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3.2.4 Libraries

Libraries are means to provide functions and operators, variables and symbolic constants and data types. Likely, the libraries will be collections of data, routines, definitions. Such collections allow the application to provide the aforementioned functions, operators and so forth, for the benefit of the application user (the one that decided to use the program interpreting availability of the application).

The libx1f4i0 interpreters define no library interfacing and libx1f4i0 is missing altogether a proper library concept. The applications interested to use some library will submit to whatever mechanics of usage that library is sensitive to.

Libraries may have to offer a fixed (completely defined) set of application extension programming interfaces (such as functions, operators and so forth). Or, they may have to offer some set that is sensitive to application needs. Thus, the very sets of functions, operators, variables, symbolic constants and data types may be built on the application specifications.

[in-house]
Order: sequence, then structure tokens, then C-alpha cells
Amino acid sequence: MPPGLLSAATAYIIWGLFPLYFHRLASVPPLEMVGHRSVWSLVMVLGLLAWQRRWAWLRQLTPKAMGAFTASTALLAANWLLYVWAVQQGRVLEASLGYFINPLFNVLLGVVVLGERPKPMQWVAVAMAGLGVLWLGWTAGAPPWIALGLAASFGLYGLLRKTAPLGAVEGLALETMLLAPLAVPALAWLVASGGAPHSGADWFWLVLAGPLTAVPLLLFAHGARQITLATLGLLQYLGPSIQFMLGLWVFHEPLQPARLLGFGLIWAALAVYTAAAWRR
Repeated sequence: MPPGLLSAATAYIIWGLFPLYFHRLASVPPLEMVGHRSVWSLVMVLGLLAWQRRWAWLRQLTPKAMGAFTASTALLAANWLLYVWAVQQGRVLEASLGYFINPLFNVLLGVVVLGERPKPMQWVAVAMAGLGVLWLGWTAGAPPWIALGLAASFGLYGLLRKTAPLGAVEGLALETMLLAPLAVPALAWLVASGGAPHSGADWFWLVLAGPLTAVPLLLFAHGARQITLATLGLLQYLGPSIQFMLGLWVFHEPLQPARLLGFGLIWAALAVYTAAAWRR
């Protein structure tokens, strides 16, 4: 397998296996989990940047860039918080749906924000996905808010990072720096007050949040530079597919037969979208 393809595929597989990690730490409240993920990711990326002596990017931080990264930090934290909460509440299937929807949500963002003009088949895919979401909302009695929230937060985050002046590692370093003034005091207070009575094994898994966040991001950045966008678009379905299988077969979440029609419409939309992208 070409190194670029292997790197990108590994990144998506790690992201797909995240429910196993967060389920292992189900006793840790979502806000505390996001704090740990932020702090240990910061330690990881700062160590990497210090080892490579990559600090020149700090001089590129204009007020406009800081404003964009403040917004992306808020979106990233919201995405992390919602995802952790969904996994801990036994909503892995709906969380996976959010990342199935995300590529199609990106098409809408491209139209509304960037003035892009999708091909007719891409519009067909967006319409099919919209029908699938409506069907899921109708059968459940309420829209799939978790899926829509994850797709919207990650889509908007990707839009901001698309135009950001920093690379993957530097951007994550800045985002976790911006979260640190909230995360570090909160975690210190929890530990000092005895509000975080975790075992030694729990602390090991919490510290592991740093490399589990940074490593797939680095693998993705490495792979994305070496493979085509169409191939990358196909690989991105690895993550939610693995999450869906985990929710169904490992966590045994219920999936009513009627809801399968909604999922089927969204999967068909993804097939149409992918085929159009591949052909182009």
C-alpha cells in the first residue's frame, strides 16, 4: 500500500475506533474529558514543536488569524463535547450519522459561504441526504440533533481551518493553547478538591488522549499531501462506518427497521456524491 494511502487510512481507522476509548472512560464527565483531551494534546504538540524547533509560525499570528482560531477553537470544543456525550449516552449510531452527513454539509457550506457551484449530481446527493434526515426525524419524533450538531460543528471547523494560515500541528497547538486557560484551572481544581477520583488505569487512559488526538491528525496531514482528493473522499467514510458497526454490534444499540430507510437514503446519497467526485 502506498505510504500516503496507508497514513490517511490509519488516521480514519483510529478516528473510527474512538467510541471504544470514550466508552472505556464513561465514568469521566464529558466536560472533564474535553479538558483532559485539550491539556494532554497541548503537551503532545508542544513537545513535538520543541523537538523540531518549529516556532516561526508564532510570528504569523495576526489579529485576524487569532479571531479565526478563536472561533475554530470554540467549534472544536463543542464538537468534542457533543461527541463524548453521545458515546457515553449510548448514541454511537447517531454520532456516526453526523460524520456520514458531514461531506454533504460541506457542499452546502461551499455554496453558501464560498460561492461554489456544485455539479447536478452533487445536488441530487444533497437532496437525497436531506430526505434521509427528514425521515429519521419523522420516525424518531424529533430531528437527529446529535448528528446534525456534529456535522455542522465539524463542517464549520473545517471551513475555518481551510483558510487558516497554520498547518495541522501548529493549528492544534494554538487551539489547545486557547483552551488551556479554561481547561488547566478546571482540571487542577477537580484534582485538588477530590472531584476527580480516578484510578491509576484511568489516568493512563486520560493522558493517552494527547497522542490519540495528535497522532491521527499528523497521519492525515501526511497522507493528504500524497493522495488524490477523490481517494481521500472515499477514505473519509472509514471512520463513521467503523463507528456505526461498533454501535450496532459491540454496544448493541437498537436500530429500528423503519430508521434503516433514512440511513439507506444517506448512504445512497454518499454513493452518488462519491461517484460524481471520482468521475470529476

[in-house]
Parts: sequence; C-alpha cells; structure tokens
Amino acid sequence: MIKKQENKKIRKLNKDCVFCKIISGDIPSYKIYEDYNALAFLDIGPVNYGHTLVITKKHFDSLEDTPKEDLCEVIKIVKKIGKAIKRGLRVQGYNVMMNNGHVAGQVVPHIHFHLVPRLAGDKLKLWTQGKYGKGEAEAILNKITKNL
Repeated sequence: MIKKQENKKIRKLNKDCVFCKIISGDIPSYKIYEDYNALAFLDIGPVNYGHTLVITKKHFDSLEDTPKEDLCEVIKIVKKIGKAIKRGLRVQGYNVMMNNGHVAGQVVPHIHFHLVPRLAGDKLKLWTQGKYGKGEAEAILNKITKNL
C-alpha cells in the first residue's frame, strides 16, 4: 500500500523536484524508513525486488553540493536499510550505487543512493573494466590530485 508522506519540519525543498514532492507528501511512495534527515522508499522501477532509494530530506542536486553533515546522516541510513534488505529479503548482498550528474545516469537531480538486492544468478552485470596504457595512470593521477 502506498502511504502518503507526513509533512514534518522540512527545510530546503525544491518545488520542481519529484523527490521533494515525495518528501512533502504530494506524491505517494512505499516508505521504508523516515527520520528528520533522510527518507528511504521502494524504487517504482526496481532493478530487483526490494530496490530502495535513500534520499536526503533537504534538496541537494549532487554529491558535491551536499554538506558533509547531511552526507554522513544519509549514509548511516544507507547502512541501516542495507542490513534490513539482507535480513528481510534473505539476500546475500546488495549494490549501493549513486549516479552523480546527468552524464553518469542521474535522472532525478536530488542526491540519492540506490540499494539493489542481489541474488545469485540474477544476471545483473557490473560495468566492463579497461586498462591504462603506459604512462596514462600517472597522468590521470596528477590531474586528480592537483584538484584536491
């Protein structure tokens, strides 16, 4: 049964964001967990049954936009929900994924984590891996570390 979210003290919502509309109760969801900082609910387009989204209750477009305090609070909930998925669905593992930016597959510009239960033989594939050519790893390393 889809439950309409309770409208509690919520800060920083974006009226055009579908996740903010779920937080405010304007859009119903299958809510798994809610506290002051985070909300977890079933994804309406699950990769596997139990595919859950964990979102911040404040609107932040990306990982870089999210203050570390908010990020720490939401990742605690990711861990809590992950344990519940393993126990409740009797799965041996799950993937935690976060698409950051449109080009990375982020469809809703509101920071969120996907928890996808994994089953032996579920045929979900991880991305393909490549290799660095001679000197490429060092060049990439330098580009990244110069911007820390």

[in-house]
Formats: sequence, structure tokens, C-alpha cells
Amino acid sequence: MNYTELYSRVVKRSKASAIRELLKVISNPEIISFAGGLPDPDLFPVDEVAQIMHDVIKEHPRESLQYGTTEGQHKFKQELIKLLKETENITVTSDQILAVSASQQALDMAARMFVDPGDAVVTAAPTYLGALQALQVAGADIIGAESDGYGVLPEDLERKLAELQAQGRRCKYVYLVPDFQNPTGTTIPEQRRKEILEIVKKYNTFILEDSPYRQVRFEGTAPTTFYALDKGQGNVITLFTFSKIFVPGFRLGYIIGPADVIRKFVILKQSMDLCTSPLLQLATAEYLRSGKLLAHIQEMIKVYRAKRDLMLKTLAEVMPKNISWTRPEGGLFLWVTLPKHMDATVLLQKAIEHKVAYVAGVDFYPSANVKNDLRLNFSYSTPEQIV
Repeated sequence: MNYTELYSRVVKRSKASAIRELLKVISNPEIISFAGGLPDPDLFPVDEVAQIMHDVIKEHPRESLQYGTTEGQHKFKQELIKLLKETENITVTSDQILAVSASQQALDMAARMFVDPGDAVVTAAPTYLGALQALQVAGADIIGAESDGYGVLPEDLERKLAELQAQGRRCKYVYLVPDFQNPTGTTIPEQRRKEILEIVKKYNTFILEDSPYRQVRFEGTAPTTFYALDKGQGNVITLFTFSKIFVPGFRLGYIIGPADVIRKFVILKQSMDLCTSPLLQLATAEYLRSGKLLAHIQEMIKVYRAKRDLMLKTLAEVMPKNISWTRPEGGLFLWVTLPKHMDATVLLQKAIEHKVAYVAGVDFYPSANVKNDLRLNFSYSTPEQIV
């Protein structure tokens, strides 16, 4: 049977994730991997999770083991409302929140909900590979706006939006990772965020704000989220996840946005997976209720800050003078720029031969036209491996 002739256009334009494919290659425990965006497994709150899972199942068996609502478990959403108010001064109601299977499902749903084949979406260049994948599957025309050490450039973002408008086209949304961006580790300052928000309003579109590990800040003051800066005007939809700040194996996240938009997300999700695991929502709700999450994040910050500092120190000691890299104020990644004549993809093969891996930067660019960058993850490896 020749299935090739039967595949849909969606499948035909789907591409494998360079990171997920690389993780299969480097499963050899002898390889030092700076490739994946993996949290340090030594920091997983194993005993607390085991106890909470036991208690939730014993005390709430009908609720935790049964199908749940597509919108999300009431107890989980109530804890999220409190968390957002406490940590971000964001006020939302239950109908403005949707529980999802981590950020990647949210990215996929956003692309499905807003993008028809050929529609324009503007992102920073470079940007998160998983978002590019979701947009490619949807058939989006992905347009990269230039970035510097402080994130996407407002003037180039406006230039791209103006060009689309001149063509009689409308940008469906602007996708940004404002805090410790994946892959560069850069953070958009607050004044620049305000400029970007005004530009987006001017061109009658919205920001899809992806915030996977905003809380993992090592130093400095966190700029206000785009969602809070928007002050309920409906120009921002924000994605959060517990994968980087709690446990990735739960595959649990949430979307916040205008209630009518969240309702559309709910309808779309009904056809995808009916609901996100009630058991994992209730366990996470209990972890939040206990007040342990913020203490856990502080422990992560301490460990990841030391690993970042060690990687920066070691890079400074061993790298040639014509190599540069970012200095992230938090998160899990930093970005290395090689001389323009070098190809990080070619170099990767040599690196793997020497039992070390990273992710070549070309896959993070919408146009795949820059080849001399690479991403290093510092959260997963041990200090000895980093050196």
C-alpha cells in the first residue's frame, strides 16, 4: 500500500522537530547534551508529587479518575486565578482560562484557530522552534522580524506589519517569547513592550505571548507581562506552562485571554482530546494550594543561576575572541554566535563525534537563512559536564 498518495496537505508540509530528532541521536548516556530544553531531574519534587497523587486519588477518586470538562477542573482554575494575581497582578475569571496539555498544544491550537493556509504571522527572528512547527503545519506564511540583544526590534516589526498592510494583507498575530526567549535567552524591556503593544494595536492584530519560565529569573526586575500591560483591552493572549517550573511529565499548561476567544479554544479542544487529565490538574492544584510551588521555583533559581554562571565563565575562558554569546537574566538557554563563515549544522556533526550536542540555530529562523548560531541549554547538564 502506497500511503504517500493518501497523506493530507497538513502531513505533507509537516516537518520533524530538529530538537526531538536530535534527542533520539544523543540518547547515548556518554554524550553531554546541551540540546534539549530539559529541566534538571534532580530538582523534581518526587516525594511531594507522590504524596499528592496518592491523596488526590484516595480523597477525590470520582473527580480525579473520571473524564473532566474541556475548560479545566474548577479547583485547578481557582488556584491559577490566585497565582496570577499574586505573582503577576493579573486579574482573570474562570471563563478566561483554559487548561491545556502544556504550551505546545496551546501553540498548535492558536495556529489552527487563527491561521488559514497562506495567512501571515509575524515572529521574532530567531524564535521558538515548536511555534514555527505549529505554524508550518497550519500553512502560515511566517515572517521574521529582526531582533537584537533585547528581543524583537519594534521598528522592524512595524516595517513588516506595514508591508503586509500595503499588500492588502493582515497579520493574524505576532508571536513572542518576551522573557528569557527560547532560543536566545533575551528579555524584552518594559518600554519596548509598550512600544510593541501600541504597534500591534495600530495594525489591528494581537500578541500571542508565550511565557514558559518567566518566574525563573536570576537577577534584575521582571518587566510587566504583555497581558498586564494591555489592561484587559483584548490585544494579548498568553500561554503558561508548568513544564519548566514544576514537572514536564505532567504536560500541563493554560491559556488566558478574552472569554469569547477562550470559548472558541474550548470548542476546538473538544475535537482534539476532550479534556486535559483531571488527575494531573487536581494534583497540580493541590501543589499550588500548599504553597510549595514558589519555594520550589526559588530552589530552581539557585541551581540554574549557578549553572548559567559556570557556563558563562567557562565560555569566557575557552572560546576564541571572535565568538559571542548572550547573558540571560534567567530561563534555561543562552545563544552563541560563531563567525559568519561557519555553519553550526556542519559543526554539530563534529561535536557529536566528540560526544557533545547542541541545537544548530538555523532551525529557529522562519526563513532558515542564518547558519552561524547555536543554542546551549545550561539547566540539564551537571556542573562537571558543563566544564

Likewise, libraries may be sensitive to other application concerns, such as resource management and error reporting.

For the dynamic nature of both the application side and the application extension programming language side, libraries may be live objects, requiring construction before use and destruction once no longer needed.